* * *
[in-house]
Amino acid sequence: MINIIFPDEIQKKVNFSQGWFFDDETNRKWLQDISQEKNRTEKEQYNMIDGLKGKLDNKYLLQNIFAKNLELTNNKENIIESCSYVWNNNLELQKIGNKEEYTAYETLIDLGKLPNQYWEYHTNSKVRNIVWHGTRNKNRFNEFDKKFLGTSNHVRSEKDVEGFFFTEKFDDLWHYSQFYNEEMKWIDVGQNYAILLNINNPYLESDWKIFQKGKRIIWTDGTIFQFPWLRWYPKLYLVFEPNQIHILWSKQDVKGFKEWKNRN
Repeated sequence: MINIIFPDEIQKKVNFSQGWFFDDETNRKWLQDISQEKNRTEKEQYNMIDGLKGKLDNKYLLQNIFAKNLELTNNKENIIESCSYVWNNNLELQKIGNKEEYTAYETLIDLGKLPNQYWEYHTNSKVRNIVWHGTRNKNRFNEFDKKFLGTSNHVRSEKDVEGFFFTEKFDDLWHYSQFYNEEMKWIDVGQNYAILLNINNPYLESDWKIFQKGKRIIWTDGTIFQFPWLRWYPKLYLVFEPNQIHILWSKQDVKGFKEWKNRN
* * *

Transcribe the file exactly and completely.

[in-house]
Amino acid sequence: MINIIFPDEIQKKVNFSQGWFFDDETNRKWLQDISQEKNRTEKEQYNMIDGLKGKLDNKYLLQNIFAKNLELTNNKENIIESCSYVWNNNLELQKIGNKEEYTAYETLIDLGKLPNQYWEYHTNSKVRNIVWHGTRNKNRFNEFDKKFLGTSNHVRSEKDVEGFFFTEKFDDLWHYSQFYNEEMKWIDVGQNYAILLNINNPYLESDWKIFQKGKRIIWTDGTIFQFPWLRWYPKLYLVFEPNQIHILWSKQDVKGFKEWKNRN
Repeated sequence: MINIIFPDEIQKKVNFSQGWFFDDETNRKWLQDISQEKNRTEKEQYNMIDGLKGKLDNKYLLQNIFAKNLELTNNKENIIESCSYVWNNNLELQKIGNKEEYTAYETLIDLGKLPNQYWEYHTNSKVRNIVWHGTRNKNRFNEFDKKFLGTSNHVRSEKDVEGFFFTEKFDDLWHYSQFYNEEMKWIDVGQNYAILLNINNPYLESDWKIFQKGKRIIWTDGTIFQFPWLRWYPKLYLVFEPNQIHILWSKQDVKGFKEWKNRN